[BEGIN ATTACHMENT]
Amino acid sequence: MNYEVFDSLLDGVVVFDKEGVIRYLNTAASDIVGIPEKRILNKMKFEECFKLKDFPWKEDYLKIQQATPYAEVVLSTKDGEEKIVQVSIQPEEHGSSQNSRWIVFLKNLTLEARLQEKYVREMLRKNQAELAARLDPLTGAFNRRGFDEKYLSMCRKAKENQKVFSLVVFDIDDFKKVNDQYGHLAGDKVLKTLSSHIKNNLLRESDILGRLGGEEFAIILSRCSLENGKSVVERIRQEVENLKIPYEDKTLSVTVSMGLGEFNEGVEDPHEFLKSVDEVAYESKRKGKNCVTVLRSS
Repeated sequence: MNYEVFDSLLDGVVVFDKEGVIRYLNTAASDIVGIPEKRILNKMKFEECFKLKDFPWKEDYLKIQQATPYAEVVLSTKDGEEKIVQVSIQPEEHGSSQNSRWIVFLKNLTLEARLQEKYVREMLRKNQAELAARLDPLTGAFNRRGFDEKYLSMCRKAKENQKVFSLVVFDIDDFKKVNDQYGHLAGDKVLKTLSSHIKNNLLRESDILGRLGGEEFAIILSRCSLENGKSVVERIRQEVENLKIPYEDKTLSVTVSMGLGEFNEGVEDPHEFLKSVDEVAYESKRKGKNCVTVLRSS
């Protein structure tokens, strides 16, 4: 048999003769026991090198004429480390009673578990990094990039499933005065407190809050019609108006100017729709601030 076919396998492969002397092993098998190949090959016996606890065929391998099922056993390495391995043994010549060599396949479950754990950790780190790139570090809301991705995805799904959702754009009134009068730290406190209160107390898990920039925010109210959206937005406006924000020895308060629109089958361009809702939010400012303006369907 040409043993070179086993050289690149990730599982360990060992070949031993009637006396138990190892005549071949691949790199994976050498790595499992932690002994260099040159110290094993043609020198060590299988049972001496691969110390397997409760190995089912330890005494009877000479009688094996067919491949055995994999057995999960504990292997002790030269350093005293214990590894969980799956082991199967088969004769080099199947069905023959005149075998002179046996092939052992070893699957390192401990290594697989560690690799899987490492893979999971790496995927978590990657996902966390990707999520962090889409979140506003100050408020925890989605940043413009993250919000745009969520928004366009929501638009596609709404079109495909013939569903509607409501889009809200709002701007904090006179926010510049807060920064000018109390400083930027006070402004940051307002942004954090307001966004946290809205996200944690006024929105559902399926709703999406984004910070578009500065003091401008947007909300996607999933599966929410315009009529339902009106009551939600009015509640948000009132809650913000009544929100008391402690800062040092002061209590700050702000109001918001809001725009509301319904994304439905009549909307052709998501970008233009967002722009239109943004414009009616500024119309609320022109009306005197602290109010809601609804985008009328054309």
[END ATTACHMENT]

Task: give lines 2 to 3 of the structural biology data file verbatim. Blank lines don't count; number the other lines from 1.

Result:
Repeated sequence: MNYEVFDSLLDGVVVFDKEGVIRYLNTAASDIVGIPEKRILNKMKFEECFKLKDFPWKEDYLKIQQATPYAEVVLSTKDGEEKIVQVSIQPEEHGSSQNSRWIVFLKNLTLEARLQEKYVREMLRKNQAELAARLDPLTGAFNRRGFDEKYLSMCRKAKENQKVFSLVVFDIDDFKKVNDQYGHLAGDKVLKTLSSHIKNNLLRESDILGRLGGEEFAIILSRCSLENGKSVVERIRQEVENLKIPYEDKTLSVTVSMGLGEFNEGVEDPHEFLKSVDEVAYESKRKGKNCVTVLRSS
């Protein structure tokens, strides 16, 4: 048999003769026991090198004429480390009673578990990094990039499933005065407190809050019609108006100017729709601030 076919396998492969002397092993098998190949090959016996606890065929391998099922056993390495391995043994010549060599396949479950754990950790780190790139570090809301991705995805799904959702754009009134009068730290406190209160107390898990920039925010109210959206937005406006924000020895308060629109089958361009809702939010400012303006369907 040409043993070179086993050289690149990730599982360990060992070949031993009637006396138990190892005549071949691949790199994976050498790595499992932690002994260099040159110290094993043609020198060590299988049972001496691969110390397997409760190995089912330890005494009877000479009688094996067919491949055995994999057995999960504990292997002790030269350093005293214990590894969980799956082991199967088969004769080099199947069905023959005149075998002179046996092939052992070893699957390192401990290594697989560690690799899987490492893979999971790496995927978590990657996902966390990707999520962090889409979140506003100050408020925890989605940043413009993250919000745009969520928004366009929501638009596609709404079109495909013939569903509607409501889009809200709002701007904090006179926010510049807060920064000018109390400083930027006070402004940051307002942004954090307001966004946290809205996200944690006024929105559902399926709703999406984004910070578009500065003091401008947007909300996607999933599966929410315009009529339902009106009551939600009015509640948000009132809650913000009544929100008391402690800062040092002061209590700050702000109001918001809001725009509301319904994304439905009549909307052709998501970008233009967002722009239109943004414009009616500024119309609320022109009306005197602290109010809601609804985008009328054309």